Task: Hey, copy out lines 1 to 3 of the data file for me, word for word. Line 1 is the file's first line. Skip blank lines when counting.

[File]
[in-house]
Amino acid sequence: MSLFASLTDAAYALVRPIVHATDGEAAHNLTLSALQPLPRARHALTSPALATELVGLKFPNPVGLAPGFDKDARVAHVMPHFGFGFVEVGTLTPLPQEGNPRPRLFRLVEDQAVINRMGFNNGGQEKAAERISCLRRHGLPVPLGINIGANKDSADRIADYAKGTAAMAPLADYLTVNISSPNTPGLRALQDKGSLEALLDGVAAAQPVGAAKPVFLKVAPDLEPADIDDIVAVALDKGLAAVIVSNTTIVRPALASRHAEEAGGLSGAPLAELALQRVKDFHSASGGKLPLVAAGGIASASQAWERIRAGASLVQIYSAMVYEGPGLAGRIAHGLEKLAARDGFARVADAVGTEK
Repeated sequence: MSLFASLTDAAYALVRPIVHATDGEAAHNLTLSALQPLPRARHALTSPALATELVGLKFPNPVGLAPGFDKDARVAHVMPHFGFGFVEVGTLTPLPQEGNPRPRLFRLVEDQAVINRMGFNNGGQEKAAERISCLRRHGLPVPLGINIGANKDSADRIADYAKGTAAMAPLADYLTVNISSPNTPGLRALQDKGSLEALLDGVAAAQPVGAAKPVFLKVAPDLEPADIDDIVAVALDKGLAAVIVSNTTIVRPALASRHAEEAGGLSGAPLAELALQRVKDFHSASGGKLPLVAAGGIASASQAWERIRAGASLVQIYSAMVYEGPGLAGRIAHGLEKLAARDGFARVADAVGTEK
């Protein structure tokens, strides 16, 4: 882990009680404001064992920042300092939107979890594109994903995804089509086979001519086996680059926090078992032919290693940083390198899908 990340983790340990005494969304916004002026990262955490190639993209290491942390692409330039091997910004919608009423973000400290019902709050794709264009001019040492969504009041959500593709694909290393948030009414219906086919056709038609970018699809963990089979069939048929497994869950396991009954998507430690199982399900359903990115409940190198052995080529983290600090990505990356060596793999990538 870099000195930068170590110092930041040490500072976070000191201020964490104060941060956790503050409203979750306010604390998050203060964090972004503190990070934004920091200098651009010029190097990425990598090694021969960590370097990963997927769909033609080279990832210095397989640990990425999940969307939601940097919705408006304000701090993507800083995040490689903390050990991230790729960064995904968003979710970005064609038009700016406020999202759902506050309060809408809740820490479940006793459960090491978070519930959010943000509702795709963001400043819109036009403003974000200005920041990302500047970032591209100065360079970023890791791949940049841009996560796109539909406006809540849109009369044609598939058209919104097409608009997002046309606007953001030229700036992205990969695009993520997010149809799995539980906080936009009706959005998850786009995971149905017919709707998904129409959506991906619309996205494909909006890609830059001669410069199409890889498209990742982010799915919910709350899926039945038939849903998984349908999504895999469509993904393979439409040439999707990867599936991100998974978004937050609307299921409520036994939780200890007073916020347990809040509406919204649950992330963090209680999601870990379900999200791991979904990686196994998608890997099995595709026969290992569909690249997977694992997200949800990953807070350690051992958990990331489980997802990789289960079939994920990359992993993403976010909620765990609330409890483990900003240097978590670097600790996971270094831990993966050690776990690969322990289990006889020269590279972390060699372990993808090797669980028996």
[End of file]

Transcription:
[in-house]
Amino acid sequence: MSLFASLTDAAYALVRPIVHATDGEAAHNLTLSALQPLPRARHALTSPALATELVGLKFPNPVGLAPGFDKDARVAHVMPHFGFGFVEVGTLTPLPQEGNPRPRLFRLVEDQAVINRMGFNNGGQEKAAERISCLRRHGLPVPLGINIGANKDSADRIADYAKGTAAMAPLADYLTVNISSPNTPGLRALQDKGSLEALLDGVAAAQPVGAAKPVFLKVAPDLEPADIDDIVAVALDKGLAAVIVSNTTIVRPALASRHAEEAGGLSGAPLAELALQRVKDFHSASGGKLPLVAAGGIASASQAWERIRAGASLVQIYSAMVYEGPGLAGRIAHGLEKLAARDGFARVADAVGTEK
Repeated sequence: MSLFASLTDAAYALVRPIVHATDGEAAHNLTLSALQPLPRARHALTSPALATELVGLKFPNPVGLAPGFDKDARVAHVMPHFGFGFVEVGTLTPLPQEGNPRPRLFRLVEDQAVINRMGFNNGGQEKAAERISCLRRHGLPVPLGINIGANKDSADRIADYAKGTAAMAPLADYLTVNISSPNTPGLRALQDKGSLEALLDGVAAAQPVGAAKPVFLKVAPDLEPADIDDIVAVALDKGLAAVIVSNTTIVRPALASRHAEEAGGLSGAPLAELALQRVKDFHSASGGKLPLVAAGGIASASQAWERIRAGASLVQIYSAMVYEGPGLAGRIAHGLEKLAARDGFARVADAVGTEK